Corn : Lower cholesterol, Boost energy levels
Corn contains a type of dietary fiber called soluble fiber. Whenyou eat corn, this fiber binds with bile, a cholesterol-laden digestive fluid produced by the liver. Since soluble fiber is not readily absorbed by the body, it passes out of the body, taking cholesterol with it.
We all heard a lot about how oat and wheat bran can lowercholesterol. Corn bran is in the same league. In a study at Illinois StateUniversity in Normal, researchers put 290 men with high cholesterol on low-fat diets. After two weeks on the diet, some of the men were each given 20 grams ( almost ½ tablespoon) of corn bran a day, while others received similar amount of wheat bran. During the six-week study, those on the corn bran plan had a drop in cholesterol of more than 5 % and about 13% drop in triglycerides, blood fats that in large amounts can contribute to heart disease. Those who were given wheat bran showed no change beyond the initial drop caused by being on a low-fat diet.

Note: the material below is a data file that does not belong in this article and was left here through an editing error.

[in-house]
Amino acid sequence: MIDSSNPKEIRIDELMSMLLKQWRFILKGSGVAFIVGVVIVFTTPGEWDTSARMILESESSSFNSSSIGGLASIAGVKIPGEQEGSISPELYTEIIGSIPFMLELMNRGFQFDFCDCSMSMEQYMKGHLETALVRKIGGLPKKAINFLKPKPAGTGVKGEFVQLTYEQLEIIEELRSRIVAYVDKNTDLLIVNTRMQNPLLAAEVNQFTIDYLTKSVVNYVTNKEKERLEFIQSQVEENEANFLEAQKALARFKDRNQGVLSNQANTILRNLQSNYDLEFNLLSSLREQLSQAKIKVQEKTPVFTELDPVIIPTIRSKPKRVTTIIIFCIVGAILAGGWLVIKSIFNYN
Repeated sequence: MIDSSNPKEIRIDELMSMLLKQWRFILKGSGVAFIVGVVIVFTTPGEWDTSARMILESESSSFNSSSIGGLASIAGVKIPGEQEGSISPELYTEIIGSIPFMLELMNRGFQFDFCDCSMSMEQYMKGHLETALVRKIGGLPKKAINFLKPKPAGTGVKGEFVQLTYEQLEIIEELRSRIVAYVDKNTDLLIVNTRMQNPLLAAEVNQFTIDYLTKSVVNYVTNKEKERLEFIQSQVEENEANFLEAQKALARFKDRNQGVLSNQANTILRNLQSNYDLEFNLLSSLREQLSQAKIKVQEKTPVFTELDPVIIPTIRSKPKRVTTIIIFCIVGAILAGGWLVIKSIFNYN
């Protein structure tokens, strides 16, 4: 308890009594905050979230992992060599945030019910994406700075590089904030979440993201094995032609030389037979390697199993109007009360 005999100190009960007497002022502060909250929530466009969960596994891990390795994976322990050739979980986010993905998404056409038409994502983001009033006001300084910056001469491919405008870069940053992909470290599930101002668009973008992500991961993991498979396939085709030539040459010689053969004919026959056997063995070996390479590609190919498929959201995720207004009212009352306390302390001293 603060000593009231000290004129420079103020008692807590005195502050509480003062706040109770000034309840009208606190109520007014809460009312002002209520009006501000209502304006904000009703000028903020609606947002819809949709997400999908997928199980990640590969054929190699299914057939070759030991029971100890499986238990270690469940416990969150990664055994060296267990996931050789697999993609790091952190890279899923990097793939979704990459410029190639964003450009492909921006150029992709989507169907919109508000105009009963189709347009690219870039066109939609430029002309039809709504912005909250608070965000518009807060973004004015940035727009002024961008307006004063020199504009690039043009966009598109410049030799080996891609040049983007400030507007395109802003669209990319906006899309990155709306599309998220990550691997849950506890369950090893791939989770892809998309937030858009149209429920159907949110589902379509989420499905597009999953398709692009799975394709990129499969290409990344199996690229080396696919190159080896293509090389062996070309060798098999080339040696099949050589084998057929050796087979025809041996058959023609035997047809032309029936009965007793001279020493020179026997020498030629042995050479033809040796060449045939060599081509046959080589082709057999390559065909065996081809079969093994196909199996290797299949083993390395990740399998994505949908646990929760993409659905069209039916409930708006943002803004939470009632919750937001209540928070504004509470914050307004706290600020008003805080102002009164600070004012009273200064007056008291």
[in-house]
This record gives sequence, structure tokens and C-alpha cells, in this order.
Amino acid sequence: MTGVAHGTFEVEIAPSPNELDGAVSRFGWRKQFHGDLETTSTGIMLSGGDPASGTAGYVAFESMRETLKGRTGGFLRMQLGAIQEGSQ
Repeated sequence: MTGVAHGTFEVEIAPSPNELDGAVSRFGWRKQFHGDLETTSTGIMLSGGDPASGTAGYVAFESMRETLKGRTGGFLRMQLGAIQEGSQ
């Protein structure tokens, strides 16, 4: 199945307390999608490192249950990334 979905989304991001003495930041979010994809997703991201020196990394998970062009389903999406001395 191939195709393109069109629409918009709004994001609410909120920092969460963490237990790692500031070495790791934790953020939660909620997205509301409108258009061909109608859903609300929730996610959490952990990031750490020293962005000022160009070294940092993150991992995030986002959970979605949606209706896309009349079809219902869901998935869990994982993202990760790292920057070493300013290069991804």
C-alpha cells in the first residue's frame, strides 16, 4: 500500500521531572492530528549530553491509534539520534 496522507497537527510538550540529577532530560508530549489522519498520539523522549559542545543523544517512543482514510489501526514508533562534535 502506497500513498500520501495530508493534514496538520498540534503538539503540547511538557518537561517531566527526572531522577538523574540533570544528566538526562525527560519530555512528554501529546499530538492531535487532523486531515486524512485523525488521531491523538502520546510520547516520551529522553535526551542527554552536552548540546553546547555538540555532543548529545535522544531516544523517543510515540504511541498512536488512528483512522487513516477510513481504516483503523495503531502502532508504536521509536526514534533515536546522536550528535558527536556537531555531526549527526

The beauty of corn is that it provides a lot of energy while delivering a small amount of calories. Corn is an excellent source of thiamin, a B vitamin that's essential for converting food to energy. An ear of corn provides 0.2milligram of thiamin, 13 % of Daily Value.
And since fresh sweetcorn consists primarily of simple and complex carbohydrates, it's a superb energy source. It fulfills our energy needs without providing us with substantial amount of fat. What little fats there are in corn are the polyunsaturated and monounsaturated kinds, which are far healthier than the saturated fats.
Not all corn is created equal. Whereas yellow corn has more than 2 grams of fiber per serving, white corn more than doubles that, with a bit more than 4 grams per ear. When you buy corn, look for ears that have full, plump kernels and purchase it at the optimum stage of maturity. Under those conditions, the level of nutrients is higher.